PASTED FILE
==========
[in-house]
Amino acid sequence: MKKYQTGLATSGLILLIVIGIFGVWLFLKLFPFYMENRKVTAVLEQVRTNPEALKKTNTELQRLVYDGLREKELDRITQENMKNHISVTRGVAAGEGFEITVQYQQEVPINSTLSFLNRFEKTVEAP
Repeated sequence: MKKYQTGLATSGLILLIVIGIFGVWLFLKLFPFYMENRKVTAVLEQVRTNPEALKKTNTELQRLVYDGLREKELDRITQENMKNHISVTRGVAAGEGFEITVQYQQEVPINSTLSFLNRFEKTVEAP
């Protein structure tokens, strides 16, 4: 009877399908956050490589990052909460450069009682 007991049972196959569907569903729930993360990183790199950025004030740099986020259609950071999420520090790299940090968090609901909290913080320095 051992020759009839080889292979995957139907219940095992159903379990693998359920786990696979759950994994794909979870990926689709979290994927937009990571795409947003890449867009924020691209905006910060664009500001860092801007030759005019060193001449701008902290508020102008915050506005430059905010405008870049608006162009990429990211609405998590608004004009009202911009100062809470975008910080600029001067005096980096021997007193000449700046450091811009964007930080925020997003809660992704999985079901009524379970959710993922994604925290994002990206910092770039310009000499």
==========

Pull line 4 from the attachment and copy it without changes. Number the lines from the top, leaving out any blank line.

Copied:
């Protein structure tokens, strides 16, 4: 009877399908956050490589990052909460450069009682 007991049972196959569907569903729930993360990183790199950025004030740099986020259609950071999420520090790299940090968090609901909290913080320095 051992020759009839080889292979995957139907219940095992159903379990693998359920786990696979759950994994794909979870990926689709979290994927937009990571795409947003890449867009924020691209905006910060664009500001860092801007030759005019060193001449701008902290508020102008915050506005430059905010405008870049608006162009990429990211609405998590608004004009009202911009100062809470975008910080600029001067005096980096021997007193000449700046450091811009964007930080925020997003809660992704999985079901009524379970959710993922994604925290994002990206910092770039310009000499």